Important lessons we can draw from Moi’s regime

Wednesday, February 5th, 2020 00:00 |
Former President Moi. Photo/Courtesy

Sandra Ochola  

Former President Moi was a father, friend, colleague and mentor to many and the country has this week, lost one of its astute politicians.

Moi leaves behind a mixed legacy that even years after his death will be interpreted through varied lenses.

There are those to who owe their social and political success to him. His close friends and aides had the opportunity to access power and enjoy the benefits that such an acquaintance can afford. 

They probably remember him for his humour, his generosity and love for the good things that life had to offer.

His political mentees have since matured into robust politicians with majority now admired for dedication to public service.

From his lineage, there are men and women that are keen to keep his legacy alive, socially and politically. 

Youthful mourners on the other hand remember him as that grandfather who brought milk to school and enjoyed watching them sing and dance to their Sunday school rhymes.

He was the first face they saw when their parents switched on the television and the last voice their heard when the portable radios were put to rest at bedtime. He was their ever-present leader. 

There are also those who refuse to remember Moi in good light. They blame him for a myriad of personal and national challenges, some of which have and continue to haunt the country.

Majority are former political detainees who remember him as a brutal leader who didn’t brook dissent of any kind.

Some are the families of people who disappeared without a trace, who died in mysterious circumstances or whose deaths were caused by torture, detention without trial and police brutality. 

They are the ones whose lives were shattered because they were associated with the anti-Moi regime groups.

They were ostracised socially and politically. Their dedication to the cause has consigned generations after them  to poverty, semi-illiteracy and bitterness. 

Those who worked in the media at the time, remember his affront on media freedom. They recall a time when the freedom of speech, conscience and that of association were very expensive. 

Underneath these contradicting memories lie a number of lessons that present and future generations must take in.

As a former teacher himself, President Moi was dedicated to education. He built schools and expanded universities and teacher training colleges.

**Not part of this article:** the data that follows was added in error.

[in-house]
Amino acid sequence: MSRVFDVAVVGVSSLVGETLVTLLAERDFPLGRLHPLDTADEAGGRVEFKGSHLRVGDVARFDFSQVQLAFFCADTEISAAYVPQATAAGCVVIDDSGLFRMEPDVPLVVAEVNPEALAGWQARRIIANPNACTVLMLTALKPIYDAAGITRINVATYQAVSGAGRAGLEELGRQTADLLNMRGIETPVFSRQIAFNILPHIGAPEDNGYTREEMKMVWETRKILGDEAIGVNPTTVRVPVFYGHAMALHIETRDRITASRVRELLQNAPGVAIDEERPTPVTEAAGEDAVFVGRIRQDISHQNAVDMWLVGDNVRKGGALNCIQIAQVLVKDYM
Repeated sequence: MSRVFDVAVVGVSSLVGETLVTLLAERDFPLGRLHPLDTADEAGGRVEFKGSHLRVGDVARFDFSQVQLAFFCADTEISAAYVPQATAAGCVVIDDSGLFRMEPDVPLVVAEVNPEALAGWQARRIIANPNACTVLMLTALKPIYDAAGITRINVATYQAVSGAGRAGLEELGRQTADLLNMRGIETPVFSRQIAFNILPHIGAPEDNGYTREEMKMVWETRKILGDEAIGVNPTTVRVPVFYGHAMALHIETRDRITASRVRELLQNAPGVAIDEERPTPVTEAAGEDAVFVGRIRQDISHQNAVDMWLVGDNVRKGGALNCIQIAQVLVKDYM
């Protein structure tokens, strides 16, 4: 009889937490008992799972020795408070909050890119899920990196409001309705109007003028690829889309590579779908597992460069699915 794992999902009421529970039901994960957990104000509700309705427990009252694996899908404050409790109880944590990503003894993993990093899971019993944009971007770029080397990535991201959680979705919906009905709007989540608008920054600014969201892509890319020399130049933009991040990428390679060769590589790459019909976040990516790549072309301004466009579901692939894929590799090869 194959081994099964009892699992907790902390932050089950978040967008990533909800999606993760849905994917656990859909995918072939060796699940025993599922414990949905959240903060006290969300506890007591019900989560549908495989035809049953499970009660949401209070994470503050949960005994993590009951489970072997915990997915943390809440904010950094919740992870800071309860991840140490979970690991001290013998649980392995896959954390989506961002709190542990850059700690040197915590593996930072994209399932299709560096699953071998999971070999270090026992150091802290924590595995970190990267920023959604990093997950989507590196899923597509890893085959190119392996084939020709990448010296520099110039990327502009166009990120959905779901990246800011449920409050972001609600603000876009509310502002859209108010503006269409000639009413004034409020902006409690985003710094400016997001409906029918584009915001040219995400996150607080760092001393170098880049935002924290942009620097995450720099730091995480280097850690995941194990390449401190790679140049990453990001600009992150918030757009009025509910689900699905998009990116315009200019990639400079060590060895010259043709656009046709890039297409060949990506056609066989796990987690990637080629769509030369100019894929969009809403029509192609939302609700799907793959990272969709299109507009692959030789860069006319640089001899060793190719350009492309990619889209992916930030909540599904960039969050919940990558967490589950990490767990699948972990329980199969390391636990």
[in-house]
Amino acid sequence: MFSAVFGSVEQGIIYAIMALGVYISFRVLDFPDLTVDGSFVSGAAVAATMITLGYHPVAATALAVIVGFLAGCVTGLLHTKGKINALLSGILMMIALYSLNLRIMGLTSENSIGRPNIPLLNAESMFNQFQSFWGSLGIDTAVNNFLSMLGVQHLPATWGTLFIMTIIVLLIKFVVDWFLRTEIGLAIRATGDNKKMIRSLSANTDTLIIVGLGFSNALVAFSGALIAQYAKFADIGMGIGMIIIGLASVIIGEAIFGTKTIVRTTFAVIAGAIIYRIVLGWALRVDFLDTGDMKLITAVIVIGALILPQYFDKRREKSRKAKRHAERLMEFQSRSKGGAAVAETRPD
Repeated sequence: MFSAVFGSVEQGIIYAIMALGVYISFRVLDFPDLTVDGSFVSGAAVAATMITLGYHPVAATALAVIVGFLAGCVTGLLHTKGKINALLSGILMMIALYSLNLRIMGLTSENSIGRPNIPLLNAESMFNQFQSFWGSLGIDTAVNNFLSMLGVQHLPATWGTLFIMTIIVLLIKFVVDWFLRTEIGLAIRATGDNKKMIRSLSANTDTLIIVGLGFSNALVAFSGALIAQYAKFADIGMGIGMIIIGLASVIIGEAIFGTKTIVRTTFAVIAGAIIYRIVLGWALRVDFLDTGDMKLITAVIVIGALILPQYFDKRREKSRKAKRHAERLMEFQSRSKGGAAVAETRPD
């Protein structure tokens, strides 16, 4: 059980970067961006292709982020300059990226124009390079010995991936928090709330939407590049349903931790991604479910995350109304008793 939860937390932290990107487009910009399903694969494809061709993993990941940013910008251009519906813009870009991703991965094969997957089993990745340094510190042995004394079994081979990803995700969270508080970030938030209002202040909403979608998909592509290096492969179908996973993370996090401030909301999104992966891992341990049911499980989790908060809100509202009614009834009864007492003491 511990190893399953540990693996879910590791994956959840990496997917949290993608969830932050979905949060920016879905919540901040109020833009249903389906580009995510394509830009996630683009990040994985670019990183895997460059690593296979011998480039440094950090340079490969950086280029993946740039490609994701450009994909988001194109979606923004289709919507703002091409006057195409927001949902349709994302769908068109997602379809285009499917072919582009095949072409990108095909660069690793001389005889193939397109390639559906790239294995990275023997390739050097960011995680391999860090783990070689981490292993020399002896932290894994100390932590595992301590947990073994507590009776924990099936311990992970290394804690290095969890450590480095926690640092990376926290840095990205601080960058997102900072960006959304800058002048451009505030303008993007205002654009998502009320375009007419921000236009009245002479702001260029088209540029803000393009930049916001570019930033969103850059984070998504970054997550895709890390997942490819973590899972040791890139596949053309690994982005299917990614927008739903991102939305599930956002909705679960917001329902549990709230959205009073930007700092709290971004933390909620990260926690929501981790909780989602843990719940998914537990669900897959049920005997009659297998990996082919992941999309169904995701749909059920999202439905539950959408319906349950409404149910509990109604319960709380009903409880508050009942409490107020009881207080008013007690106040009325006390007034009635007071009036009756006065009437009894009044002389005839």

He leaves behind a legacy that signifies that education is key for the prosperity of any nation.

In particular, strategic investments in quality and affordable education can change the course of generations. 

It is also during Moi’s time that the country re-introduced multi-partism. His recognition of presidential term limits set the pace for what our constitution demands of the Executive.

It took a long and uncertain period for Kenya to achieve this milestone and it is a positive that we must hold on to especially now as we debate on what the structure of our governance should look like. 

That Moi graciously stepped down from power in 2002 must not be taken lightly. This happened in the background of a continent that leaders held onto power until death. 

His act set the pace for other leaders who have since relinquished power and, at a national level, showed us that it is possible to have peaceful transitions. 

It is these social and democratic ideals that the present and next generations must hold dear. They must reap from the educational foundation built by past icons. They must safeguard the initiatives that have buoyed the country thus far and rededicate themselves to the maxims of love, peace and unity. 

They cannot, however, accomplish these without the guidance of the older generations.

Those who lived with, and during Moi’s, time must take it upon themselves to tell his story and pass down the lessons; both the good and the bad.—The writer is an Advocate of the High Court

More on News